Three months ago, when I told my dad that the air tickets I bought for my Hokkaido trip were of Korean Air, he wasn’t very happy. I bought the tickets just becuz of its price. For some reason, the tickets of KAL was cheaper than other major airlines (e.g. Cathay, JAL, ANA) by more than USD 500. Yes, there was a trade-off – a five-hour waiting in Seoul Incheon Airport. But, I didn’t mind at all, for every hour I wait would be a hundred buck I save
Then, my dad said: besides the five-hour waiting, Korean Air wasn’t a good airline anyway, for it’s not safe…
Humm… that I didn’t know, hence, couldn’t judge whether what he said was true. But since I was very happy with the big saving and didn’t feel especially unsafe flying KAL, I traveled as planned; in fact, I had a very good flying experience with KAL this time (mainly becuz of its yummy bibimbap haha 😀 )
But nevertheless, the question about airline safety has kept lingering in my mind… Which is the safest airline in the world? And which one is the most dangerous? I did some research, and surprisingly, found that there actually was no one commonly acknowledged ranking for airline safety.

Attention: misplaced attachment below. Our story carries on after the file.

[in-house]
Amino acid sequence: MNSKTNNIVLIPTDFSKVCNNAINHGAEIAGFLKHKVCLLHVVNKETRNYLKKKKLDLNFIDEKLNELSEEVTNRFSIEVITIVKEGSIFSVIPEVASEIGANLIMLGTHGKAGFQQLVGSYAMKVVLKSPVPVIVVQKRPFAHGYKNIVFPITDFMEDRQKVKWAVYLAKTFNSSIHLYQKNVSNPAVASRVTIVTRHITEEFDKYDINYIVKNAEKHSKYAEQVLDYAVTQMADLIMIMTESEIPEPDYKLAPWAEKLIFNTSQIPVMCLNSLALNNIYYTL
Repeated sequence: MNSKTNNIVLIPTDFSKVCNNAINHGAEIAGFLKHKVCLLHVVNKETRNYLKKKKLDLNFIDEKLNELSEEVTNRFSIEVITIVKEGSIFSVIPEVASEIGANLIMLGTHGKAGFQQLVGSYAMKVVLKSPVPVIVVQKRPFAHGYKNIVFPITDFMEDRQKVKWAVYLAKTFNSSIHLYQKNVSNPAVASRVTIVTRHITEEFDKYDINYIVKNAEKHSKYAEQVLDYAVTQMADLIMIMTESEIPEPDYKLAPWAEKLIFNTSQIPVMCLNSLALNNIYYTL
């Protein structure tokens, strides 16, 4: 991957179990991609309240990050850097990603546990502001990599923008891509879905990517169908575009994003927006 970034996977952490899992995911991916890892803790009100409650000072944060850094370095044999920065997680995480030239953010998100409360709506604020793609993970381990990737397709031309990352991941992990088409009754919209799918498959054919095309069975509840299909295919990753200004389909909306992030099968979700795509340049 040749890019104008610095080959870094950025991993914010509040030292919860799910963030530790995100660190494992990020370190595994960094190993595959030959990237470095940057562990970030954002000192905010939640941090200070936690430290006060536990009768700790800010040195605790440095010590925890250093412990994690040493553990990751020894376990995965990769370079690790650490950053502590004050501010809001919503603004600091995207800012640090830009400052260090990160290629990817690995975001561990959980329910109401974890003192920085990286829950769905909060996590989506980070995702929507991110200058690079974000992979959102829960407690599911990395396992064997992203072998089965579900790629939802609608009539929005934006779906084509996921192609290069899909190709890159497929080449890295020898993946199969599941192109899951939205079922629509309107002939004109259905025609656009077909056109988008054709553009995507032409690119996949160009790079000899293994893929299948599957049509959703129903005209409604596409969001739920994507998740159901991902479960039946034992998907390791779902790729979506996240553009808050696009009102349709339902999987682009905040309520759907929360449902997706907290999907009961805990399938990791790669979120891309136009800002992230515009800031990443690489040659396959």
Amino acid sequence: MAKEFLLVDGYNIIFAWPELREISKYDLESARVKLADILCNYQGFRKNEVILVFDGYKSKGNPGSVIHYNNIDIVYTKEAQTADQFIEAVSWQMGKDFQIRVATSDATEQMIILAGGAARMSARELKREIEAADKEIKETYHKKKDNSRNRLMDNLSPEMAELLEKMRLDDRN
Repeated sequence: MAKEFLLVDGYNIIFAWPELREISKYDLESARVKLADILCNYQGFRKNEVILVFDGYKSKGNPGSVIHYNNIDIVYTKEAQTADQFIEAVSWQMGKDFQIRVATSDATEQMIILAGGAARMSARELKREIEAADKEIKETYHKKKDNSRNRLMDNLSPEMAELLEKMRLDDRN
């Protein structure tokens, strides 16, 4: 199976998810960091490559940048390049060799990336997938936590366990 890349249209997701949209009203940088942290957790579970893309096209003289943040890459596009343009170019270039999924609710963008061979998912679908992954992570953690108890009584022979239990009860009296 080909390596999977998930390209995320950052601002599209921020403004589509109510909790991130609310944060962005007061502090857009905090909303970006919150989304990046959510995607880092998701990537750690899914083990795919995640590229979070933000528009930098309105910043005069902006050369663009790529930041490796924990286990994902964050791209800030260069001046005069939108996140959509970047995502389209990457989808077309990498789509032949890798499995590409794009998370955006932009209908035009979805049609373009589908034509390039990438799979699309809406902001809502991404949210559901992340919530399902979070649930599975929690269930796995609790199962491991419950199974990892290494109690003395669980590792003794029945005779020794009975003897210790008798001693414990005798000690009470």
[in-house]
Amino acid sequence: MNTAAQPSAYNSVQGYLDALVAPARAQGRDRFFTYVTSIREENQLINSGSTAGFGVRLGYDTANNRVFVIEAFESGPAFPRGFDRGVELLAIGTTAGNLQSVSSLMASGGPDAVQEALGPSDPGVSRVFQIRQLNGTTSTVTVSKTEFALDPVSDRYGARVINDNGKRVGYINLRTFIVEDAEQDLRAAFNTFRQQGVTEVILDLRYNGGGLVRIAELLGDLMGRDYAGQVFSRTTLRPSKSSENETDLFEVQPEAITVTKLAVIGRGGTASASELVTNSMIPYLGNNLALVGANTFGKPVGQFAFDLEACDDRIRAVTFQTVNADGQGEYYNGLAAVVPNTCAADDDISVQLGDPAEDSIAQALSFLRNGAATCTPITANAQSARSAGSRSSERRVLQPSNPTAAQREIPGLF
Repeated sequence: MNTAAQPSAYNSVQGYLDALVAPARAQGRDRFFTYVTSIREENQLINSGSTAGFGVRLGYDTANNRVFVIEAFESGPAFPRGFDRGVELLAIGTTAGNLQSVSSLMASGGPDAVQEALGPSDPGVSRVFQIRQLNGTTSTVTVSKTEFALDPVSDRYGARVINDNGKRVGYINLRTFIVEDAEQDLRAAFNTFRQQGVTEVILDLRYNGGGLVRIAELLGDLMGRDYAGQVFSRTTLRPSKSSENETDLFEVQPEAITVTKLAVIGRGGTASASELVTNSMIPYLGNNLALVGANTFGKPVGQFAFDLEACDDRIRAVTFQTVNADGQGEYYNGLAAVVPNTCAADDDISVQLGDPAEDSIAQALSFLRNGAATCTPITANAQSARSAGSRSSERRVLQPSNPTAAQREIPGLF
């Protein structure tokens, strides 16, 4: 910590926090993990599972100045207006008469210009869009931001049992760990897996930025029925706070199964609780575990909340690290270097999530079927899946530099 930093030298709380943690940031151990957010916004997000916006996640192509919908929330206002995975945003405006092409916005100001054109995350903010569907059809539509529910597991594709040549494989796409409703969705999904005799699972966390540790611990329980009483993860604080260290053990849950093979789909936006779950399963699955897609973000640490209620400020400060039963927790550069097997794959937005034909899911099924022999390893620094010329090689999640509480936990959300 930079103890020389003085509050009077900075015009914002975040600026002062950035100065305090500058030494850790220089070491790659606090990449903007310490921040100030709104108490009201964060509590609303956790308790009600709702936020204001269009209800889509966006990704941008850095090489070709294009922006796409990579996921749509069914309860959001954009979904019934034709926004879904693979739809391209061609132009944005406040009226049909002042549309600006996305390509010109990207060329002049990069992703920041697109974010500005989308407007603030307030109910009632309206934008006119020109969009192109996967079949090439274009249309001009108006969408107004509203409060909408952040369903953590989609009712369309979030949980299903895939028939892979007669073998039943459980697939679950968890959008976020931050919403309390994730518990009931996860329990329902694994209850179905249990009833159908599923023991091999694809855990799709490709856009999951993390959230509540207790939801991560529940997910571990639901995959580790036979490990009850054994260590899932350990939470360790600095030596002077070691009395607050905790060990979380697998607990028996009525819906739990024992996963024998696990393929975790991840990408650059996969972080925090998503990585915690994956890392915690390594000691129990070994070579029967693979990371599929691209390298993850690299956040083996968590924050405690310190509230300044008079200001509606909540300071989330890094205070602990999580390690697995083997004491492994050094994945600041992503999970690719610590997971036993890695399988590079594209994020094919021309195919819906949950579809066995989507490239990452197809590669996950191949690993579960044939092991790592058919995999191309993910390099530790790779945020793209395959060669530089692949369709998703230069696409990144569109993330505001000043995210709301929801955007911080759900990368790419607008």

This is because evaluating airline safety and ranking airlines is an extremely difficult task. There are many factors that contribute to the safety of an airline, for examples, accident history, maintenance procedures, age of fleet, types of training programs, etc. And safety doesn’t always depend on the airline itself too. What about factors such as airport security in cases of hijackings, bombing attempts, etc?
And there are so many different ways to analyze past accident data. Should we rank airline safety based on the number of hours flown? Or by the passenger miles completed? Or by the number of trip made?
And, air crashes are very rare events (fortunately!). With an average of one crash for every three million takeoffs, there are too few fatal accidents to serve as a basis for reliable statistics.
There is an interesting stats stated in the Airline Accident Rates page.
Aviation accidents are extremely rare, with the probability of a passenger being killed on a single flight at approximately eight million-to-one. If a passenger boarded a flight at random, once a day, everyday, it would statistically be over 21,000 years before he or she would be killed.
Does this make those with aviophobia (fear of flying) feeling any better? haha
KAL Bibimbap, the best airplane meal I have had. It is used to be served only in the first class and business class. But apparently, this has changed. Now econ class passengers can have this too 😀
Seoul Incheon Airport is a nice one; new, spacious, and comfy.